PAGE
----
Jennifer L. Black has a BA and an MS in psychology and has also completed master's-level coursework in criminal justice.
Recruitment and Socialization
Recruiting and socialization are both important steps in ensuring companies have the right people in place. There are different factors that can assist recruiters including strategic planning, succession planning, evaluating current employees, and keeping abreast of labor statistics (Jex & Britt, 2008). Applicants in turn evaluate companies to determine where they would fit best (Jex & Britt, 2008).
Once an applicant becomes an employee socialization must occur for them to become members of the organization, which may be more difficult for those from more diverse backgrounds (Jex & Britt, 2008).
Every employer, no matter what the field, level, or location must select the right employees to fill open positions. Recruiting potential applicants can be accomplished in a number of ways and certain factors can affect how successful those efforts are (Jex & Britt, 2008).
Recruiting is used to create a bench of potential applicants so that the best person for the job can be identified and hired (Jex & Britt, 2008). The best candidate is not only the most qualified, but also the best fit for the company, and most likely to remain long term (Jex & Britt, 2008).
Principles of Organizational Psychology and Recruitment
Most businesses include staffing in their strategic plan for the future, which is a good place to start when determining recruiting needs (Jex & Britt, 2008). Succession planning is another way companies can ensure they are prepared for future recruiting needs. (Jex & Britt, 2008). Knowing what employees may be moving on, promoted, or possibly terminated allows for focusing in on applicants with the skills needed to replace those that could be leaving soon (Jex & Britt, 2008). Another tool that can have positive effects on company morale involves evaluating current employees to see if they have any of the skills or abilities needed for open as well as upcoming positions (Jex & Britt, 2008).
Keeping up on trends in the labor force is also important (Jex & Britt, 2008). There are many trade journals, government agencies, and professional organizations that compile research statistics on the work force which can be utilized by recruiters to help get a better understanding of the availability of qualified workers in different specialties (Jex & Britt, 2008).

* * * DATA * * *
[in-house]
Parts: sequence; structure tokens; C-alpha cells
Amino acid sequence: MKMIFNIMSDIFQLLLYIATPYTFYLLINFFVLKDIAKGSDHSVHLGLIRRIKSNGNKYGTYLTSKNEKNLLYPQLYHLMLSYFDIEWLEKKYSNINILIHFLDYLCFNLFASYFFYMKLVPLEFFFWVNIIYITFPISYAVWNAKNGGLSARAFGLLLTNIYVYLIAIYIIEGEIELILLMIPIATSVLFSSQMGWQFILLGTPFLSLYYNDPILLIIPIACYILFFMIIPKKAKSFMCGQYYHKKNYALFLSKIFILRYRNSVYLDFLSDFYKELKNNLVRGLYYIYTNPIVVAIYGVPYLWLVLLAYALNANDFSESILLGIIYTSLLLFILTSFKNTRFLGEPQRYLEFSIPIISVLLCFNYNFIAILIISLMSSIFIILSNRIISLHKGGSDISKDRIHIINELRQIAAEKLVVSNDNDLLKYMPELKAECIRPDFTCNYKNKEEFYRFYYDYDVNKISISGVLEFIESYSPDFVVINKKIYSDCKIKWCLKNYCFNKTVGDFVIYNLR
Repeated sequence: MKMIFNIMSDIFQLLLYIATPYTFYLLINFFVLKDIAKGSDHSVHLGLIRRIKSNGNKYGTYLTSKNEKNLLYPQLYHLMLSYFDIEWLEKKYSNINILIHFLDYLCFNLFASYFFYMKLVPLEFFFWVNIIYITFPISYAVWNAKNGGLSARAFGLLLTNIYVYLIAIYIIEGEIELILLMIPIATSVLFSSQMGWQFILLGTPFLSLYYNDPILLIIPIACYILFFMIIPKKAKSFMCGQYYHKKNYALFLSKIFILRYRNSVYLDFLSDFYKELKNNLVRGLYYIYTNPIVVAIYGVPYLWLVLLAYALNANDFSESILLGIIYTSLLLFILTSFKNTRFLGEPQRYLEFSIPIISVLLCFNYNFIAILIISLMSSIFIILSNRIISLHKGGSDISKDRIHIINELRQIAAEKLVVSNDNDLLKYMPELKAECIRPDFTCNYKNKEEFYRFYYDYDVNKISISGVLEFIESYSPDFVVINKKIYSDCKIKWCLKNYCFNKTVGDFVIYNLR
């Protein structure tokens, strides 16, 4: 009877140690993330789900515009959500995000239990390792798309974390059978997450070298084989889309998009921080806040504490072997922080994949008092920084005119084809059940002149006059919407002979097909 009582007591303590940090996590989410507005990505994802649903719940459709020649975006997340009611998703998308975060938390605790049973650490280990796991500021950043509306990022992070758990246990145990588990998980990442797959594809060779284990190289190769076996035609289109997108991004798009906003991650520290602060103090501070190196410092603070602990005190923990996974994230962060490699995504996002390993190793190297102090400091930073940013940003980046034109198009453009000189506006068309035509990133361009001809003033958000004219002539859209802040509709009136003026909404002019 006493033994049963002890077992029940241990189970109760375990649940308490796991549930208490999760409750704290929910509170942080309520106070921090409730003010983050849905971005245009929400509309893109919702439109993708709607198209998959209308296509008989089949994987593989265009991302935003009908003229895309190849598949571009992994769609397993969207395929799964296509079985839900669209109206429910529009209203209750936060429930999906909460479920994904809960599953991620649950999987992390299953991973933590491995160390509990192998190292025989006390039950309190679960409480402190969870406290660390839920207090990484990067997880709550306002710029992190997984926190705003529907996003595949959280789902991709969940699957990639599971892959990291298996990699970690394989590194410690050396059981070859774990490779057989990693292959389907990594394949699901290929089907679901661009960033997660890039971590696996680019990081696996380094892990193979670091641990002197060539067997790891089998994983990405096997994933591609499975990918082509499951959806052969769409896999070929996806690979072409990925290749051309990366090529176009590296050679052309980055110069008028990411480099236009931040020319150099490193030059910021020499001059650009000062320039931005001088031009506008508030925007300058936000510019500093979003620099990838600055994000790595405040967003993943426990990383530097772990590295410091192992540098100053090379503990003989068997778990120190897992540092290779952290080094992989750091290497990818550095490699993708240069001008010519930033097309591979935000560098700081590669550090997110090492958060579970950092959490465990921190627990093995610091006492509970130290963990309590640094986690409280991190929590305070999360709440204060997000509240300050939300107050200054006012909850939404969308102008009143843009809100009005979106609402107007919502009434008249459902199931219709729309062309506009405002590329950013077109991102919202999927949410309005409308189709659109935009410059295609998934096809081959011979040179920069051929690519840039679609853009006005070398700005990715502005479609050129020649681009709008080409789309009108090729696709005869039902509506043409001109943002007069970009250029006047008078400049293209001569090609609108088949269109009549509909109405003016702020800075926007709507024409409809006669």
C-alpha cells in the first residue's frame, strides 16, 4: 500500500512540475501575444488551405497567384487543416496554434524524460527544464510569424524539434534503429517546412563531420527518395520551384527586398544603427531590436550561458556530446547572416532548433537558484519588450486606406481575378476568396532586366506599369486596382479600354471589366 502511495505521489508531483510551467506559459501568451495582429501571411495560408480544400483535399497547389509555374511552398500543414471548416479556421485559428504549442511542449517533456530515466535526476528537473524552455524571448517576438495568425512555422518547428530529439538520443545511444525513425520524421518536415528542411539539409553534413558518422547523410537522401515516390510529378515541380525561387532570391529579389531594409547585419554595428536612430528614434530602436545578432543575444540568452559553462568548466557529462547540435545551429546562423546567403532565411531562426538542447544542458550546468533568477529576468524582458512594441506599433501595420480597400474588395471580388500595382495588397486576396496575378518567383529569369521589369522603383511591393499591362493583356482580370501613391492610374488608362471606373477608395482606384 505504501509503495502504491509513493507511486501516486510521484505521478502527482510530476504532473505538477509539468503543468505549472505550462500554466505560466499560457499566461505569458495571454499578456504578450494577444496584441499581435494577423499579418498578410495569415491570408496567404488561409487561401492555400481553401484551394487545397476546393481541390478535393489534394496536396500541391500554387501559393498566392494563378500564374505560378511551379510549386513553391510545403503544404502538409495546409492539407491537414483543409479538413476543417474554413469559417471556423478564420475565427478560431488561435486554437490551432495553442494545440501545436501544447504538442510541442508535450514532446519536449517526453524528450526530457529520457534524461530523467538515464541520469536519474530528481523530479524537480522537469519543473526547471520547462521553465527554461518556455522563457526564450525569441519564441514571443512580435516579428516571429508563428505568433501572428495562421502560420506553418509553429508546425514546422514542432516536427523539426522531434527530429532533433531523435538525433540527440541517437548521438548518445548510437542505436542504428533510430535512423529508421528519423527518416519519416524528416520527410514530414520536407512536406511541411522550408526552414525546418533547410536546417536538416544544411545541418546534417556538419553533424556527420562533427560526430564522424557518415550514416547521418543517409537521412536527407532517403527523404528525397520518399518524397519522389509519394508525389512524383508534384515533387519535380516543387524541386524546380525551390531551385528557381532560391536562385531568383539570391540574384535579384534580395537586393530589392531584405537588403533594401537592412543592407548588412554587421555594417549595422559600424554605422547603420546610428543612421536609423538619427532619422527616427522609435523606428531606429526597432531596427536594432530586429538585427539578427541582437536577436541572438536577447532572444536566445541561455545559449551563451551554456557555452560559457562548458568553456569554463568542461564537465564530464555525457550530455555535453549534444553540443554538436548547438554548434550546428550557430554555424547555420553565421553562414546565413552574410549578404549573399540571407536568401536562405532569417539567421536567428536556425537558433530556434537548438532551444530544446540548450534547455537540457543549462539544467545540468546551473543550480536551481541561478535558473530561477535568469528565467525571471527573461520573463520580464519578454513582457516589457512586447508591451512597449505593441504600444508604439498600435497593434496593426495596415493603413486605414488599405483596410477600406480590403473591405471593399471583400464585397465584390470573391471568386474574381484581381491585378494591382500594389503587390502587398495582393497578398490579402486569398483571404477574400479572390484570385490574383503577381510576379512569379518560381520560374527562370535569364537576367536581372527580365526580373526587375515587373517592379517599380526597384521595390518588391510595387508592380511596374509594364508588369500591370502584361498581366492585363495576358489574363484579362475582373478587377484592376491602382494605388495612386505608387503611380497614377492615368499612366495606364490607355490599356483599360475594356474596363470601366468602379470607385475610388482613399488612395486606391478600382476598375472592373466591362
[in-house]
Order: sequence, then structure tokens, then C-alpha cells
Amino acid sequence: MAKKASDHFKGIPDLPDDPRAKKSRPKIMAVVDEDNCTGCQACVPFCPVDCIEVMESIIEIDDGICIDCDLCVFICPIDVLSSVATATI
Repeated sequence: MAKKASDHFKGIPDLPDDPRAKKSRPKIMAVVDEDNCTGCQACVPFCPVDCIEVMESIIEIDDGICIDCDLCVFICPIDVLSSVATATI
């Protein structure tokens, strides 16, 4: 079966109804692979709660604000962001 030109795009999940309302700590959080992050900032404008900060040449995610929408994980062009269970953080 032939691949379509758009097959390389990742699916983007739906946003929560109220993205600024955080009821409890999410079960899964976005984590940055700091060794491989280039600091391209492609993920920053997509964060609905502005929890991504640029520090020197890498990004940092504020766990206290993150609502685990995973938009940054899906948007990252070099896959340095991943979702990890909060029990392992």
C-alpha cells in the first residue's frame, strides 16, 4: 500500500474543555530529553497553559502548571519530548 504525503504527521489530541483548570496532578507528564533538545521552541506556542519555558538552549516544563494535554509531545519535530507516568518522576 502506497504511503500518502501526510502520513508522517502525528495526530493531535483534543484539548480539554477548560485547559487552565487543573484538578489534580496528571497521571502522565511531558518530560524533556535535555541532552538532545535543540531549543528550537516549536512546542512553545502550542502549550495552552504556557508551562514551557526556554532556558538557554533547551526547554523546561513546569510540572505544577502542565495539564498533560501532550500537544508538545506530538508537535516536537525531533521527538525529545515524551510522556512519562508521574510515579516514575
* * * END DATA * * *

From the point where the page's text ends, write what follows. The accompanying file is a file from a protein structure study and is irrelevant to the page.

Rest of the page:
While companies are looking to recruit potential applicants, applicants are evaluating different companies to identify which company and position they feel they will be the best fit for them (Jex & Britt, 2008). Job seekers not only look at fit as far as job type and interest, but also as far as values, abilities, and personality (Jex & Britt, 2008). In a way, this assessment is similar to evaluating products one is considering buying (Jex & Britt, 2008). One way companies can ensure there is no confusion is to provide accurate information about the position, company, and working conditions (Jex & Britt, 2008).
Technology has changed the way people conduct a job search (Coombs, 2013). Most job searches are conducted online (Coombs, 2013). While job boards would seem to be the best choice of places to search for a job, two out of three searches conducted online start with a basic google search (Coombs, 2013). In some ways this could make it harder for smaller companies to attract quality applicants (Coombs, 2013).
Socialization is the process of evolving from an outsider or newcomer to a member (Jex & Britt, 2008). It involves not only learning the culture of the organization, but also learning the tasks necessary to do the job, gaining social knowledge of the organization, and getting along with everyone who works there (Jex & Britt, 2008). Developing a network of relationships with others already working within the organization can give newcomers social capital and speed up the socialization process (Fang, Duffy & Shaw, 2011).
Principles of Organizational Psychology and Socialization